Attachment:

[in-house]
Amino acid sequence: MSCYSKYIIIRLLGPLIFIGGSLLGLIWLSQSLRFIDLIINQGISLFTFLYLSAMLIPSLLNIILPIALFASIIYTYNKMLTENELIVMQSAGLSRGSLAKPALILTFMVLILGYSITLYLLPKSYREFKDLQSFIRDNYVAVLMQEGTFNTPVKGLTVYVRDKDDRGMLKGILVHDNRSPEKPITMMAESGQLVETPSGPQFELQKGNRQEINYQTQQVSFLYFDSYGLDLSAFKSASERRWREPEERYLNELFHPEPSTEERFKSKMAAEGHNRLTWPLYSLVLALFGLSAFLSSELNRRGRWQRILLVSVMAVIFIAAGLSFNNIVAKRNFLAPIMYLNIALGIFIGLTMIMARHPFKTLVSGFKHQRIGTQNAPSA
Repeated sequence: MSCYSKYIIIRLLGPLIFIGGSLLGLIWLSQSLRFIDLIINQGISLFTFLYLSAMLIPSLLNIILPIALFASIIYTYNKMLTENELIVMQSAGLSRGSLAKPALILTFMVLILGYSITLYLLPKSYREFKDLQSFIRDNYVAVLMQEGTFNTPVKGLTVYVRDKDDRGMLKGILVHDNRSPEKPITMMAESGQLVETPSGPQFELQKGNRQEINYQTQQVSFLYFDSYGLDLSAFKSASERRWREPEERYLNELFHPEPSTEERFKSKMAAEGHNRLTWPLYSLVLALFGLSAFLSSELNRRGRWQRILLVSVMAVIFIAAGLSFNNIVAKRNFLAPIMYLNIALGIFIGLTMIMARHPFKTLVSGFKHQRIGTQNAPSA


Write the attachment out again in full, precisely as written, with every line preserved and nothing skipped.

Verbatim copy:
[in-house]
Amino acid sequence: MSCYSKYIIIRLLGPLIFIGGSLLGLIWLSQSLRFIDLIINQGISLFTFLYLSAMLIPSLLNIILPIALFASIIYTYNKMLTENELIVMQSAGLSRGSLAKPALILTFMVLILGYSITLYLLPKSYREFKDLQSFIRDNYVAVLMQEGTFNTPVKGLTVYVRDKDDRGMLKGILVHDNRSPEKPITMMAESGQLVETPSGPQFELQKGNRQEINYQTQQVSFLYFDSYGLDLSAFKSASERRWREPEERYLNELFHPEPSTEERFKSKMAAEGHNRLTWPLYSLVLALFGLSAFLSSELNRRGRWQRILLVSVMAVIFIAAGLSFNNIVAKRNFLAPIMYLNIALGIFIGLTMIMARHPFKTLVSGFKHQRIGTQNAPSA
Repeated sequence: MSCYSKYIIIRLLGPLIFIGGSLLGLIWLSQSLRFIDLIINQGISLFTFLYLSAMLIPSLLNIILPIALFASIIYTYNKMLTENELIVMQSAGLSRGSLAKPALILTFMVLILGYSITLYLLPKSYREFKDLQSFIRDNYVAVLMQEGTFNTPVKGLTVYVRDKDDRGMLKGILVHDNRSPEKPITMMAESGQLVETPSGPQFELQKGNRQEINYQTQQVSFLYFDSYGLDLSAFKSASERRWREPEERYLNELFHPEPSTEERFKSKMAAEGHNRLTWPLYSLVLALFGLSAFLSSELNRRGRWQRILLVSVMAVIFIAAGLSFNNIVAKRNFLAPIMYLNIALGIFIGLTMIMARHPFKTLVSGFKHQRIGTQNAPSA